The Postal Museum
For every Outreach project there is a Marketors Outreach volunteer managing it, providing advice and some skills transfer, allowing the “good cause” people to do the marketing work themselves as defined in a previously agreed Outreach marketing brief. Each Outreach project also has a “good cause” allowing the Outreach programme to help Marketors deliver one of the Marketors’ four Aims, this Aim being “To give back both financially and in-kind”. There are many different “good cause” organisations that have been or are being provided with Outreach’s pro-bono marketing support. These range across the country from very small charities to surprisingly nationally known names who all need marketing advice for their “good cause”. The example described here is The Postal Museum.
Some members of the Marketors understand that the marketing skills they have been paid to learn and apply can also have a highly beneficial effect for “good cause” organisations needing marketing improvements but having little or no funding. Outreach volunteers are prepared to give some of their time and share whatever is needed of their marketing skills to guide those working for a “good cause” or maybe more than one, depending on the volunteers’ own time constraints. Some Outreach projects can need only about ten hours involvement, while some need more time to help the “good cause”, no two projects are ever the same. But why do the Outreach volunteers keep doing the projects?
There are many individual reasons to be an Outreach volunteer. Some people like myself think that as our marketing careers give us good things, we should recognise that by giving something back. Other volunteers have said that with years in specialist marketing roles, it does them good to get out of their comfort zone, listen to those needing some help and start advising on some marketing basics that meet the needs of the “good cause” organisation. Some volunteers have found that their Outreach project activities can add value to their professional CVs, showing a better understanding of helping others with different life experiences to get good marketing results, sometimes working with no budget, just imagination. Another common comment is that Outreach volunteers can be asked to engage with an organisation and then find that their expertise is welcomed in an unusual place that is normally hidden from view, literally. Some “good cause” organisations operate from historic estates and buildings so being an Outreach volunteer really can open doors and introduce you to some very interesting people, places and marketing challenges.
An increasing number of Outreach projects across the UK and beyond means there is always a need for more Outreach Directors geographically close to the “good cause” organisations. Please get more details from firstname.lastname@example.org
The Postal Museum is an Outreach project that was completed in 2017, and we are now exploring options with the Museum to move into a phase 2 where the Marketors’ Outreach team can provide some ongoing marketing support. What is The Postal Museum? I can hear some people saying. It is probably helpful to outline the reason for the Museum to put it in context especially as communication is vitally important to all Marketors.
The Postal Museum charts the history of the postal service from Henry VIII to the modern day. The Postal Museum starts its story at the point the Royal Mail was founded, in 1516, when Henry VIII knighted his Master of the Posts, Brian Tuke. Although only for the use of the monarch and his Court, Tuke had the influence and authority to establish posts in London and selected towns across the country and so built a formal mail network. Each town had to have three horses available to transport packets of royal letters and bring back news to court. Busy towns kept a special stable known as a post, ready to carry mail at a moment's notice. The new mail service gained the name we still use today - the post.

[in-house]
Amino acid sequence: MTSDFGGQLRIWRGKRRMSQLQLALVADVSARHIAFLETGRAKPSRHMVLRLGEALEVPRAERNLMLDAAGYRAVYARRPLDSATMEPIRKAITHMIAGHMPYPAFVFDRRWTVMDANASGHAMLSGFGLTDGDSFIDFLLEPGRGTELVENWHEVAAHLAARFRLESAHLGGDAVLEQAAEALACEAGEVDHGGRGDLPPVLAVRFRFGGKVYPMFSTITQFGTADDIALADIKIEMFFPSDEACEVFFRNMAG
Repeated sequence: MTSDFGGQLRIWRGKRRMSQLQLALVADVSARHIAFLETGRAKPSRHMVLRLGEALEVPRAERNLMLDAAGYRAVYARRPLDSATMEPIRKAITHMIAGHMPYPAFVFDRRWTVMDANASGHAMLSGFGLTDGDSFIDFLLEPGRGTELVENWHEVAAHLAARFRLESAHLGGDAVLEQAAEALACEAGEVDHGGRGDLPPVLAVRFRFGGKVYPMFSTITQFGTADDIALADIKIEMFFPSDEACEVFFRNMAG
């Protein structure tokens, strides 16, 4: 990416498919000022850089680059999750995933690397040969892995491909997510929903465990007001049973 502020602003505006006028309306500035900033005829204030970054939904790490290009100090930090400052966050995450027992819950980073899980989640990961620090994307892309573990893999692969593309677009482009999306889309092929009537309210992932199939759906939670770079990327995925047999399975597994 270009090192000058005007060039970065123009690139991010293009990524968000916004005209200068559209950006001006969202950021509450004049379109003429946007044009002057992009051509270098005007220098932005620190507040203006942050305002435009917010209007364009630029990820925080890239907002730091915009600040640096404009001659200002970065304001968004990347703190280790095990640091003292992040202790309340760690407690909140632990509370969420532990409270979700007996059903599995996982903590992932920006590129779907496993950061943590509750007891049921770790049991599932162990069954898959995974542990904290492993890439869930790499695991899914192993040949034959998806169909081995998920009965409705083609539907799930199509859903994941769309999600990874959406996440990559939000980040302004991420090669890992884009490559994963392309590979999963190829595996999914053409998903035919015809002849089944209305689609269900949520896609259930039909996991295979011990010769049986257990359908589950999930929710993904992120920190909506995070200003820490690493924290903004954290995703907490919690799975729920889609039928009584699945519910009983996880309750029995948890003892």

The Museum has a letter from Sir Brian Tuke to Thomas Cromwell, the Chancellor of the Exchequer, suggesting ‘that posts be better appointed, and laid in places most expedient; with the commandment to all townships in all places, on pain of life, to be in such readiness, and to make such provision of horses at all times, as no tract or loss of time be had in that behalf.’
The launch of the Company of Merchant Adventurers of London brought together London's leading overseas merchants and by 1550, the City of London had its own privately funded ‘Merchant Adventurer’s Post’ communicating with traders and merchants based in continental Europe. The Museum has a letter sent from Italy to Bartholomew Corsini, a Florentine merchant based in England asking questions about shipping trunks (the old fashioned equivalent of shipping containers) to Italy via Hamburg, Augsburg, Nurnberg and Cremona. In 1619, the office of Postmaster General for Foreign Parts was created, but it was still for Royal use only. The mail service with foreign countries was very small in the 1600’s and 1700’s, by 1660 the Foreign Post Office as it was called then only had a staff of four people.
In 1635 Charles I extended the use of the King’s Posts to the public, renaming the post stables as Letter Offices. Originally, the cost of postage was paid by the person receiving the letter with the cost depending on the number of pages sent and the distance they travelled. If people had very little disposable income, the arrival of the postman could be expensive. People went to great lengths to pay as little as possible, some would write cross-ways several times on the same sheet which was harder to read but cheaper to send. Some people even concealed messages on the outside of the letter so the message could be read and the letter then handed back unopened without payment.
Date stamps, which are now known as postmarks, were first used in England. They were originally introduced because of complaints about delays to the mail. In order to manage this, Colonel Henry Bishop, Postmaster General from 1660 until 1663, introduced an inked, stamped mark in 1661 to 'put upon every letter showing the day of the month that every letter comes to the office, so that no Letter Carrier may dare to detain a letter from post to post, which before was usual'. The use of a postmark has since been duplicated across the world.